Construction of electronic cigarettes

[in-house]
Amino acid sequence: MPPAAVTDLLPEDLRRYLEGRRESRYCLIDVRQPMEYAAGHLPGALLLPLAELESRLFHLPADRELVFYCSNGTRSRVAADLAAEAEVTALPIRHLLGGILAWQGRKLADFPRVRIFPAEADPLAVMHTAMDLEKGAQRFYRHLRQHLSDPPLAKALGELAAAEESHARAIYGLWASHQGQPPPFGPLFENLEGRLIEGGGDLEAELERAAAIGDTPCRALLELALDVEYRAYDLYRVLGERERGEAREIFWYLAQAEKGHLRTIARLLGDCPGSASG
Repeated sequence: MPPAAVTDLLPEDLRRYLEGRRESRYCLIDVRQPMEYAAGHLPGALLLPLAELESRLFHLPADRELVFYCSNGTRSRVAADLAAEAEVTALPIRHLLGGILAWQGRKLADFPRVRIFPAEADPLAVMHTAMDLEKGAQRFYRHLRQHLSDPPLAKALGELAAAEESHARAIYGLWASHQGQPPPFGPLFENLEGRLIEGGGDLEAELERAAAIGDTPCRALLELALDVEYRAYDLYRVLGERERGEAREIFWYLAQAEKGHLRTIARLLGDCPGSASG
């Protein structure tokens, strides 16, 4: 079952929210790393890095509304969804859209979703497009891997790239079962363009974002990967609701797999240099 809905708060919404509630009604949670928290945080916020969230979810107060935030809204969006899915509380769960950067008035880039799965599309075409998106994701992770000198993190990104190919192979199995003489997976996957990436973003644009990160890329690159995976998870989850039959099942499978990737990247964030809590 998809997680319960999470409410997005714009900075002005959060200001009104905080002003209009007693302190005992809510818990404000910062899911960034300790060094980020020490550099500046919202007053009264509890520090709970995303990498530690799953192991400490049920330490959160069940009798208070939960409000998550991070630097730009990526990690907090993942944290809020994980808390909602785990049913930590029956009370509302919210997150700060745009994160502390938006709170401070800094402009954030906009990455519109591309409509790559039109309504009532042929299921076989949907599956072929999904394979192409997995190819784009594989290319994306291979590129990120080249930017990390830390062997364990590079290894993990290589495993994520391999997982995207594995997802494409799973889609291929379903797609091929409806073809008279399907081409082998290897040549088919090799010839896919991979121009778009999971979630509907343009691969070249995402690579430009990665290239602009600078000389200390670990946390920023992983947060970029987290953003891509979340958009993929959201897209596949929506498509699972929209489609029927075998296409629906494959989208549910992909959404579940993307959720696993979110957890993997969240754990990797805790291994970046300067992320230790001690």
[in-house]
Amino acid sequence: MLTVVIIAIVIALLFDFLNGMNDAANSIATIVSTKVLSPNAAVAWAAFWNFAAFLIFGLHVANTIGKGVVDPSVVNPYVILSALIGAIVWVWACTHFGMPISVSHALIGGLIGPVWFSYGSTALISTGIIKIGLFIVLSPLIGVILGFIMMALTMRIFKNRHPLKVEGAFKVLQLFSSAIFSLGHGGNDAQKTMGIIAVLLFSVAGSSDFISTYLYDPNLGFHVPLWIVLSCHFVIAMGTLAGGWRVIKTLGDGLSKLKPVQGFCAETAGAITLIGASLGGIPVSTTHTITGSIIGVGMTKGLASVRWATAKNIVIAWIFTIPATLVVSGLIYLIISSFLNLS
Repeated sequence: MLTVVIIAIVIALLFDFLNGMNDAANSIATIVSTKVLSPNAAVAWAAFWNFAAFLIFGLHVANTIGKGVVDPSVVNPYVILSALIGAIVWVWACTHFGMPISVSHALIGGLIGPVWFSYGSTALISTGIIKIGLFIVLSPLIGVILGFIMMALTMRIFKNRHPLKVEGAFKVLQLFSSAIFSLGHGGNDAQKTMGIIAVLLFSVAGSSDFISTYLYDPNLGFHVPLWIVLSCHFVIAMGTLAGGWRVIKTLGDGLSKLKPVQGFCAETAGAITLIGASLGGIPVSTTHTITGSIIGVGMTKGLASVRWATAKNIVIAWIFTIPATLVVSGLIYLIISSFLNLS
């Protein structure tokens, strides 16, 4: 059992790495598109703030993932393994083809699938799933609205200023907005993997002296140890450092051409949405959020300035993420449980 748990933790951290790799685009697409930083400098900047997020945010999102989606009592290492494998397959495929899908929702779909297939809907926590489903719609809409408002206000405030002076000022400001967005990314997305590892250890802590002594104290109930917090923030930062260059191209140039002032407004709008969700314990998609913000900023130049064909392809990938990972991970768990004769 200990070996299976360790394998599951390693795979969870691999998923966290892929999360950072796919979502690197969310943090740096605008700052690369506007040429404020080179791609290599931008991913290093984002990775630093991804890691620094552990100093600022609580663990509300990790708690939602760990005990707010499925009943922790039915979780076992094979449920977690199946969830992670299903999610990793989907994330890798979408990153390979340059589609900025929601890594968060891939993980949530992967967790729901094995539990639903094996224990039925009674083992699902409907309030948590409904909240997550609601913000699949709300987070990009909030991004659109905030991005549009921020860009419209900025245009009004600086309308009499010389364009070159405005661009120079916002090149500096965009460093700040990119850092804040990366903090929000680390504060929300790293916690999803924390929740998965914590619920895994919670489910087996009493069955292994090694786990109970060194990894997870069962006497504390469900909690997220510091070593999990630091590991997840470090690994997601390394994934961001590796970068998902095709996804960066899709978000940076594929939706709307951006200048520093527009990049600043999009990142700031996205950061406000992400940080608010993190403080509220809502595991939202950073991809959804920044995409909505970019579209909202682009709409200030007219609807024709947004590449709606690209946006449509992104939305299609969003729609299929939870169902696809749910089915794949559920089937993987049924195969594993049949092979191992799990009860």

An electronic cigarette is a handheld battery-powered vaporizer that simulates smoking, but without tobacco combustion. E-cigarette components include a mouthpiece, a cartridge (liquid storage area), a heating element/atomizer, a microprocessor, a battery, and some of them have a LED light on the end. The only exception to this are mechanical e-cigarettes (mods) which contain no electronics and the circuit is closed by using a mechanical action switch. An atomizer consists of a small heating element, or coil, that vaporizes e-liquid and a wicking material that draws liquid onto the coil. When the user inhales a flow sensor activates the heating element that atomizes the liquid solution; most devices are manually activated by a push-button. The e-liquid reaches a temperature of roughly 100-250 °C (212º-482 °F) within a chamber to create an aerosolized vapor. The user inhales an aerosol, which is commonly but inaccurately called vapor, rather than cigarette smoke. Vaping is different than smoking, but there are some similarities, including the hand-to-mouth action of smoking and a vapor that looks like cigarette smoke. The aerosol provides a flavor and feel similar to tobacco smoking. A traditional cigarette is smooth and light but an e-cigarette is rigid, cold and slightly heavier. There is a learning curve to use e-cigarettes properly. E-cigarettes are cigarette-shaped, and there are many other variations. E-cigarettes that resemble pens or USB memory sticks are also sold that may be used unobtrusively.